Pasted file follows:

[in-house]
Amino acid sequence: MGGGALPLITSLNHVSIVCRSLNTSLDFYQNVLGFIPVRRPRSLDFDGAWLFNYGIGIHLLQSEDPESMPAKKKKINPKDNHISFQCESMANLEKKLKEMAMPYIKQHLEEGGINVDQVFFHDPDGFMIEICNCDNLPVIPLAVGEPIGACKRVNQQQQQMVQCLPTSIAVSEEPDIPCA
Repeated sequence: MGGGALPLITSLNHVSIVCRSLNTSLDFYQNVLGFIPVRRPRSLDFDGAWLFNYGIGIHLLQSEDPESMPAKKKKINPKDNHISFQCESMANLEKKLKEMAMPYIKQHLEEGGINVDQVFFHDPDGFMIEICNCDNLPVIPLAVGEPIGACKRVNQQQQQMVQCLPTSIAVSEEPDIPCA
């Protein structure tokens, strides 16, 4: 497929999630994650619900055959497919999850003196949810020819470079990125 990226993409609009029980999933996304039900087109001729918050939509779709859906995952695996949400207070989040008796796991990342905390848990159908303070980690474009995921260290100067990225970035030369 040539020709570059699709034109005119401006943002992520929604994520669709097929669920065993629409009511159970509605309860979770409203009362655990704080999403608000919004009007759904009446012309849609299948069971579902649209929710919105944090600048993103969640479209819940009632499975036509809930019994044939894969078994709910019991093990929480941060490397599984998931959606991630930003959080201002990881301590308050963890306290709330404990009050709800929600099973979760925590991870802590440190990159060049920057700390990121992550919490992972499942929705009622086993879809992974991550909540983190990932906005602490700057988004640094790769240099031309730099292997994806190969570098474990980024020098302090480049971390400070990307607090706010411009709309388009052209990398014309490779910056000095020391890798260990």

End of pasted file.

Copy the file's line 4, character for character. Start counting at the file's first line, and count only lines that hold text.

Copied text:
């Protein structure tokens, strides 16, 4: 497929999630994650619900055959497919999850003196949810020819470079990125 990226993409609009029980999933996304039900087109001729918050939509779709859906995952695996949400207070989040008796796991990342905390848990159908303070980690474009995921260290100067990225970035030369 040539020709570059699709034109005119401006943002992520929604994520669709097929669920065993629409009511159970509605309860979770409203009362655990704080999403608000919004009007759904009446012309849609299948069971579902649209929710919105944090600048993103969640479209819940009632499975036509809930019994044939894969078994709910019991093990929480941060490397599984998931959606991630930003959080201002990881301590308050963890306290709330404990009050709800929600099973979760925590991870802590440190990159060049920057700390990121992550919490992972499942929705009622086993879809992974991550909540983190990932906005602490700057988004640094790769240099031309730099292997994806190969570098474990980024020098302090480049971390400070990307607090706010411009709309388009052209990398014309490779910056000095020391890798260990």